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As one might expect in a Kingdom with fairly tight control of its society, Dubai does not have much in the way of street art. The one exception to this, at least that I encountered during my visit, was in the Al Fahidi Historical District.
The district is one of the older surviving neighborhoods in Dubai and was home to merchants and traders, many from Iran. Their homes have been restored and have converted into offices, cafés, art galleries and small shops. Interspersed was some art, mostly murals quite nicely done. But there were other interesting sights like some sculpture, a small garden growing in recycled soda bottles — even some antiques outside a café.
A pleasant and safe neighborhood in which to …
Jebel Hafeet is a mountain near the desert city of Al Ain, in the United Arab Emirates. It’s an impressive peak, rising 1,249 m (4,098 ft), and is easily accessible. While many credit Jebel Hafeet as being the tallest mountain in the UAE, that honor belongs to Jabal Jais at 1,925 m (6,316 ft). The mountain straddles the border of Oman, and views of that country are easily seen from the summit (although some what hazy because of blowing dust).
Jebel Hafeet has an extensive natural cave system which has only partially been explored to a depth of about 150 m. The caves show nicely preserved stalagmites and stalactites, but they are not open to the public. Marine fossils (plankton, coral, crabs) are found within the …
One of the most impressive works of public art I’ve ever seen was in the world’s largest shopping mall, the Dubai Mall. Located close to the world’s tallest building (Burj Khalifi) and with views of it, are two cylindrical waterfalls that extend the full four story height (24 m) of the Mall structure.
All that flowing water seems out of place in the desert, but the sight and sound of it is beautiful and mesmerizing. To enhance the waterfalls are dozens of fiberglass figures giving the illusion of synchronized divers. This art work can be viewed from each level of the mall, and the perspective changes so take the escalator up all the floors and take it all in.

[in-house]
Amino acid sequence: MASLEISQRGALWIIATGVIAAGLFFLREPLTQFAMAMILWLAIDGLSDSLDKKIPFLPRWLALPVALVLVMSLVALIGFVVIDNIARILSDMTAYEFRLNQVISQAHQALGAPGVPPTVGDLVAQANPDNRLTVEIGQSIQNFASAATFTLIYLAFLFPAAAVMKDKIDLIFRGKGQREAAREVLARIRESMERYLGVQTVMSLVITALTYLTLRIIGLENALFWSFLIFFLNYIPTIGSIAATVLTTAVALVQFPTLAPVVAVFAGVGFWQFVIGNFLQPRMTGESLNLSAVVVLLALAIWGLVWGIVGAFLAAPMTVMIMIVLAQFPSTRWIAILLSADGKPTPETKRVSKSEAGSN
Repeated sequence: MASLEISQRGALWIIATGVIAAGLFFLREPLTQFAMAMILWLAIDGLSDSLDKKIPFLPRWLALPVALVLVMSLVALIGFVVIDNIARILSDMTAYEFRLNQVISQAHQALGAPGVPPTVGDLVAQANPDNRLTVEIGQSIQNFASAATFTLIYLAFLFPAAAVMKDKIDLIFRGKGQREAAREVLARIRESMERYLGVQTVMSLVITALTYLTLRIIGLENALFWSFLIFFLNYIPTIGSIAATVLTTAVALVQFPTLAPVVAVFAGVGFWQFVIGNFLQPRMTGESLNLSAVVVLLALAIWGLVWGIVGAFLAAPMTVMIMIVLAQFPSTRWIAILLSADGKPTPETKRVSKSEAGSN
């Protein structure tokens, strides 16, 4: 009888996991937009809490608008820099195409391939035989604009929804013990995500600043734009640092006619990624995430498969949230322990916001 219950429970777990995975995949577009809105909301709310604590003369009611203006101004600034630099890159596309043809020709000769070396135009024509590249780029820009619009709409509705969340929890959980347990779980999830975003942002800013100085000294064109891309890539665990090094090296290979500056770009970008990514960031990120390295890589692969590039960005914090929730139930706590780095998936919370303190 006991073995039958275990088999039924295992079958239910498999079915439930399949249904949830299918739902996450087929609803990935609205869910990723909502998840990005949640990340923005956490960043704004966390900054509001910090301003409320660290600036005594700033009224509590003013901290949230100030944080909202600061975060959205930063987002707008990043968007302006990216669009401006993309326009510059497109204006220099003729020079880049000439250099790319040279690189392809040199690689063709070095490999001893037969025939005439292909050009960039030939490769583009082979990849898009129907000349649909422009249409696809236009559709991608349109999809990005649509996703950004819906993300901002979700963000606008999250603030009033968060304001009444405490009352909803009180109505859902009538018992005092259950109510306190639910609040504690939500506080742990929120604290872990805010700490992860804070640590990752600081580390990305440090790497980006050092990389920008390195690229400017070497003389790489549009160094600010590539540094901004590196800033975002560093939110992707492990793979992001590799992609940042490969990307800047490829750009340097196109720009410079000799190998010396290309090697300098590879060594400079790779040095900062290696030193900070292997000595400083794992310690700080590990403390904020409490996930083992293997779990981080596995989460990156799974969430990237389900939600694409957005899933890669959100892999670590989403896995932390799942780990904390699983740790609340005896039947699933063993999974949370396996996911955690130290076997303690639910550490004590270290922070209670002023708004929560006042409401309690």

The fountains are …
Dubai Creek is the main geographic landmark of Dubai. The Creek, 14 km long, divides Dubai into its two original neighborhoods – Deira Dubai and Bur Dubai. The Creek has played a major role in the history and economic development achieved by Dubai beginning in the days when desert nomads first settled on its banks in the 19th century. Dubai Creek has been a center for the traditional pearl trade and now for international shipping and trade. The Creek was dredged and widened decades to ago to allow larger ships ease of entry.
Abras on Dubai Creek…
Situated in the Bur Dubai, adjoining Dubai Creek, is the Textile Souk. This is a pretty market district located within a restored traditional bazaar, its buildings and walkways shaded by a wooden roof (the shade providing welcome relief from the almost unbearable desert heat). There is a main central lane to the market, with side alleys leading to smaller shops.
Most of the shops are now operated by Indian (rather than Arab) traders and the merchandise sold varies from the colorful bolts of cloth (cotton, silk, some embroidered), dresses, blankets, slippers, and assorted Dubai souvenir items. Bartering is expected and often lively. Many of the shops have tailors who can sew you a dress or shirt and have it ready before you depart …
The Sheikh Zayed Palace Museum (a.k.a. the Al Ain Palace Museum), is located in the oasis city of Al Ain, United Arab Emirates. The museum is located in the home/family palace of former U.A.E. President, Sheikh Zayed Bin Sultan Al Nahyan (1918–2004). The palace was built in 1937 and Sheikh Zayed lived here until 1966. As you would expect, local building materials were used including adobe, clay, stones and palm trees. It features rooms for the royal family, official meeting chambers, and quarters for visitors.
The palace was converted to a museum in 1998, opening to the public in 2001. The museum does a good job of creating an atmosphere as existed here when the Sheikh called it home.
Al Ain is …
Where does one go on a hot summer day in Dubai when the temperature is up around 40oC? It seems everyone goes to the mall!
Dubai has many beautiful (and wonderfully air-conditioned!) shopping malls, most filled with the kind of shops you find on Rodeo Drive in Beverly Hills. Among the first of these built was the Mall of the Emirates which has more than 560 shops selling most everything you could possibly need or want. There is a large theater complex, a massive food court and many restaurants scattered around the mall as well. There are two adjoining five-star hotels — Kempinski Mall of the Emirates and Sheraton Dubai Mall of the Emirates Hotel — very convenient if you’re a …
I never expected to find a pretty and interesting family-oriented zoo in the middle of the desert, and was pleasantly surprised by my visit to this fine zoo in the city of Al Ain, about an hour inland from Dubai.
The Al Ain Zoo is home to over 4,000 animals, 30% of its 180 species considered endangered. The zoo is spacious (990 acres) and like most modern zoos has enclosures designed to resemble the animal’s natural habitat. Special demonstrations are held at certain times and activities like a petting zoo, giraffe feeding and camel riding let people interact with some of the animals.
The zoo has a large African animal section and offers “safaris” to explore wildlife like lions, giraffes, zebras and …